Ending Black History Month With Gusto

We’ve reached the fateful end of February–it had to happen at some point–and Black History Month has come to a close. Not sure how to commemorate the end of the month? Ms. has a few suggestions for you:

First, try taking a walk with Sojourner Truth or maybe talking about race and reproductive rights with Dorothy Roberts. Sing a love song to Ella Baker and stand strong on Dorothy Height’s shoulders. Honor the great Harriet Tubman. Search for the creative black women of the South with Alice Walker, or just wish Walker herself a happy belated birthday. Relive the pageant days with Belva Davis. Find Zora Neale Hurston, again. Ponder what the work of bell hooks has meant to you. Or just tell the inspirational African American women in your life how much you care.

Looking for a good book to read? Rebecca Skloot’s The Immortal Life of Henrietta Lacks will captivate you with its narrative on race, gender, ethics, class, economics, science, medical treatment and how they all intersect in the story of Henrietta Lacks.

Or dive into Barbara Neely’s mystery novels, with their stellar heroine Blanche White, the “irreverent, middle-aged, African American domestic worker and occasional cook who, along with being a full-time mother, is also a part-time amateur sleuth.”

Sit back with From Black Power to Hip Hop: Racism, Nationalism, and Feminism by black feminist theory star Patricia Hill Collins. Fiction aficionados, stick with the greats: Pick up A Mercy by Toni Morrison. The Pulitzer Prize-winning author “probes the machine of slavery itself” in a way that only Morrison truly can.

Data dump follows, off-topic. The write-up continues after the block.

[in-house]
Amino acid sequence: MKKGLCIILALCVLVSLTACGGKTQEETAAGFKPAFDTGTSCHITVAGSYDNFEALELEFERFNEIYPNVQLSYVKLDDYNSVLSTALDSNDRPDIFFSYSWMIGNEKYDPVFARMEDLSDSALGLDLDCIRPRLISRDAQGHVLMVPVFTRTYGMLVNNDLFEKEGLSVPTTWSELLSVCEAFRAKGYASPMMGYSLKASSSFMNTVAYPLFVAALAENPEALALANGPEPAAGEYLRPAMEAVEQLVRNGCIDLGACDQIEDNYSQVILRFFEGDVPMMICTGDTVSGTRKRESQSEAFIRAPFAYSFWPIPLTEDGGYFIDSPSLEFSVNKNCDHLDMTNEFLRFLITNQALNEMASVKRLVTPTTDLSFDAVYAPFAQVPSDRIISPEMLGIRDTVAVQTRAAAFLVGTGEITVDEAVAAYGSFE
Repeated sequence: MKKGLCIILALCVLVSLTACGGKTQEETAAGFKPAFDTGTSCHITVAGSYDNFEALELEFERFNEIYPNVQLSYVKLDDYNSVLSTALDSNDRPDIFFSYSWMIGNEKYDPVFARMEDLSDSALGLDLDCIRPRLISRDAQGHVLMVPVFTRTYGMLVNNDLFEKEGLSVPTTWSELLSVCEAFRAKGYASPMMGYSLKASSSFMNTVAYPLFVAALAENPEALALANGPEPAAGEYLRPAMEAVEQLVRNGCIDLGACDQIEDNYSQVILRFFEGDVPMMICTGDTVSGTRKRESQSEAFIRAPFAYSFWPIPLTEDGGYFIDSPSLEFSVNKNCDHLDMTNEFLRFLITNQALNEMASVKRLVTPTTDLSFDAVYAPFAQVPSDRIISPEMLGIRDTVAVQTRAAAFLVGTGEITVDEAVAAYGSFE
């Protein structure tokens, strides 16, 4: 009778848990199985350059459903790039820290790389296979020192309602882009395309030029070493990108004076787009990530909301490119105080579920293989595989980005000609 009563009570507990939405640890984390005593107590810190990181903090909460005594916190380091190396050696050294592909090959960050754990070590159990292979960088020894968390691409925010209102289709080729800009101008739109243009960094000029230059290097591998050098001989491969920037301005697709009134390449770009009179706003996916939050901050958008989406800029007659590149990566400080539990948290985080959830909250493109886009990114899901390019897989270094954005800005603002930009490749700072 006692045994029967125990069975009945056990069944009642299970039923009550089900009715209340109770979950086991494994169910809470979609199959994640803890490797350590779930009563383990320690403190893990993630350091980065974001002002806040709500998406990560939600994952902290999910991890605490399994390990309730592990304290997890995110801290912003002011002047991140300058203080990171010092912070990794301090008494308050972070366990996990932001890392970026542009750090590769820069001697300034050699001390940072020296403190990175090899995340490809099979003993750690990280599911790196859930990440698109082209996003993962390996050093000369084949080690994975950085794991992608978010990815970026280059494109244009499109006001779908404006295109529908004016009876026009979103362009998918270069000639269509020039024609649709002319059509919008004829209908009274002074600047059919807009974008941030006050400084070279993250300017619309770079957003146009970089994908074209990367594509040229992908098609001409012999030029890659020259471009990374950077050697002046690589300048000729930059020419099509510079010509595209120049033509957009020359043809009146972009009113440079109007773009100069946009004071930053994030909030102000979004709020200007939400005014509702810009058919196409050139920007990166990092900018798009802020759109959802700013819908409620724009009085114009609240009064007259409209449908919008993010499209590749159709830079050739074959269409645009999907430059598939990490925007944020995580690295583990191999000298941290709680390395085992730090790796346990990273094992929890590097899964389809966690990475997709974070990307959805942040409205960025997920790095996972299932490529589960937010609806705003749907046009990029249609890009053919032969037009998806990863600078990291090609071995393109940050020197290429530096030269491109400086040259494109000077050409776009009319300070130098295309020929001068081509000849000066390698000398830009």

Try learning from the master with I Am Your Sister: Collected and Unpublished Writings of Audre Lorde. Filled with questions of identity, difference, power and social justice, it’ll leave you with lots to consider, enough to last you until next February at the very least. (We hear @feministbieber is desperate to find his lost Lorde.)

She burst onto the feminist intellectual scene with Black Macho and the Myth of the Super Woman, and the world changed. Watch Michele Wallace evolve in her collection of essays Dark Designs and Visual Culture.

If a movie is more your style, rent Night Catches Us, and remember the women of the Black Panther Party.

Throw a dance party and celebrate the incredible women of hip-hop. Or just relax with the smooth stylings of Grammy award-winning Esperanza Spalding.

When it’s all over, test how much you’ve learned with our Black History Month Quiz.

I know you’re sad that Black History Month has come to a close; we’re sad too. And we still think it’s not right that it falls in the shortest month. But remembering the great contributions of African American women in history doesn’t have to stop just because the month is over. After all, March is Women’s History Month!

Photo of Ella Baker from Flickr User ProfAlliRich under Creative Commons 2.0.

Comments

  1. For junior high women of color or high school, check out one of Sharon Draper's books. So good!

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